The MFJ-1786 works anywhere between 10 and 30 MHz. That covers the 30 meter band up to the 10 meter band. They also sell the MFJ-1788 which goes down to 40 meters, but I have read that it can have trouble tuning up down there so I am playing it safe and sticking to the higher bands.
I have never used a loop before and am very excited to get one on the air. I have heard hams use them, and invariably, they are coming in the strongest of all in the group.
MFJ-1786 Magnetic Loop Antennareviews on the MFJ-1786 on eHam reviews here.
This 36 inch diameter loop antenna lets you operate 10 through 30 MHz continuously -- including the WARC bands. It may be mounted for vertical or horizontal polarization!
Does both DX and local contacts when mounted vertically. Get both low angle radiation for excellent DX and high angle radiation for local, close-in contacts. Handles 150 Watts. Fast/Slow tune buttons and built-in two range Cross-Needle SWR/Wattmeter lets you quickly tune to your exact frequency.
All welded construction, no mechanical joints, welded butterfly capacitor with no rotating contacts, large 1.050 inch diameter round radiator gives you highest possible efficiency. Each plate in the tuning capacitor is welded for low loss and polished to prevent high voltage arcing, welded to the radiator, has nylon bearing, anti-backlash mechanism, limit switches, continuous no-step DC motor -- gives smooth precision tuning. Heavy duty thick ABS plastic housing has ultraviolet inhibitor protection.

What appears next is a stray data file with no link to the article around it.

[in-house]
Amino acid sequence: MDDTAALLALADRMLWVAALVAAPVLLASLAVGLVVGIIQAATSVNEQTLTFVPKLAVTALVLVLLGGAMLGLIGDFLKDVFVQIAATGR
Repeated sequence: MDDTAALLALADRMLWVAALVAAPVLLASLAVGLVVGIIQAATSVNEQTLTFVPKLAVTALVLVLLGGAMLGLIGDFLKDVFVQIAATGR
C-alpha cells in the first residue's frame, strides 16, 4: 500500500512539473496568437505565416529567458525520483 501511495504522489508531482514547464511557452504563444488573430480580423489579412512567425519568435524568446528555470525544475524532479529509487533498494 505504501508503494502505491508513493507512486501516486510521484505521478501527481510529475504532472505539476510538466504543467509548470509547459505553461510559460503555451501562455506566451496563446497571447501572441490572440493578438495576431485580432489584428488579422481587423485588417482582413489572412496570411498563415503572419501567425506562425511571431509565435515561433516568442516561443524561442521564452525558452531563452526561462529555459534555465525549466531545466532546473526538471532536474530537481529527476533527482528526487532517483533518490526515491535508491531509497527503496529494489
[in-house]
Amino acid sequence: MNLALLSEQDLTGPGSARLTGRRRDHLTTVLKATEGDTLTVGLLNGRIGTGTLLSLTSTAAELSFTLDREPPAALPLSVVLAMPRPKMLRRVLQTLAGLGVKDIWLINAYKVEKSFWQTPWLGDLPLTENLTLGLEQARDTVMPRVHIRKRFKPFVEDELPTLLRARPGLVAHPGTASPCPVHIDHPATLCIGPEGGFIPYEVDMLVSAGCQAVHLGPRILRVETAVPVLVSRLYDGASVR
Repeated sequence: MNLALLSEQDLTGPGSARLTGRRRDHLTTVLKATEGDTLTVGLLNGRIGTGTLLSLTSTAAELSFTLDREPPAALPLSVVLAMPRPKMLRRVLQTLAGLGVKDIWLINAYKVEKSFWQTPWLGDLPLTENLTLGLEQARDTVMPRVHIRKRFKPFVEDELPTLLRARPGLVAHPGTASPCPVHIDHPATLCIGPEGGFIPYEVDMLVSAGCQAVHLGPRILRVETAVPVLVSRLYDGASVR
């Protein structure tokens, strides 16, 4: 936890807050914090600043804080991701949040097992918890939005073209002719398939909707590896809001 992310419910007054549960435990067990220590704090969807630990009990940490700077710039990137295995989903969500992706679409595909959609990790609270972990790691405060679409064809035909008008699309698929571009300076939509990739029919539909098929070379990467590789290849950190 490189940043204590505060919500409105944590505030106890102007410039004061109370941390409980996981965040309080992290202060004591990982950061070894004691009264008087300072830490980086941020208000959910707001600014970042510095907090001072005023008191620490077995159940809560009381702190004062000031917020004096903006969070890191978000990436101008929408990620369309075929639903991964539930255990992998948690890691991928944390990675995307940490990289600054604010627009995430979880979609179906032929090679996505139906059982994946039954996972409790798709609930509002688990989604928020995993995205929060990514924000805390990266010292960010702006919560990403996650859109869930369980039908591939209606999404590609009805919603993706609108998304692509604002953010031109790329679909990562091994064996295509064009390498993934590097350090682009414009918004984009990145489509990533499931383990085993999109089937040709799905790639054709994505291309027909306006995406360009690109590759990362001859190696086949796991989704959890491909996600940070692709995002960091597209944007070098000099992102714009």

Here is the radiation pattern of a horizontally-mounted Super Hi-Q Loop Antenna.
The radiation pattern of a small loop antenna is essentially omni-directional with the exception of two very narrow nulls in the axis of the loop. If you visualize the loop as a "wheel", the nulls are in the same directions that the "wheel's axle" would run.
Signals will be attenuated more than 10 dB if they arrive within 15 degrees of the axis of the loop.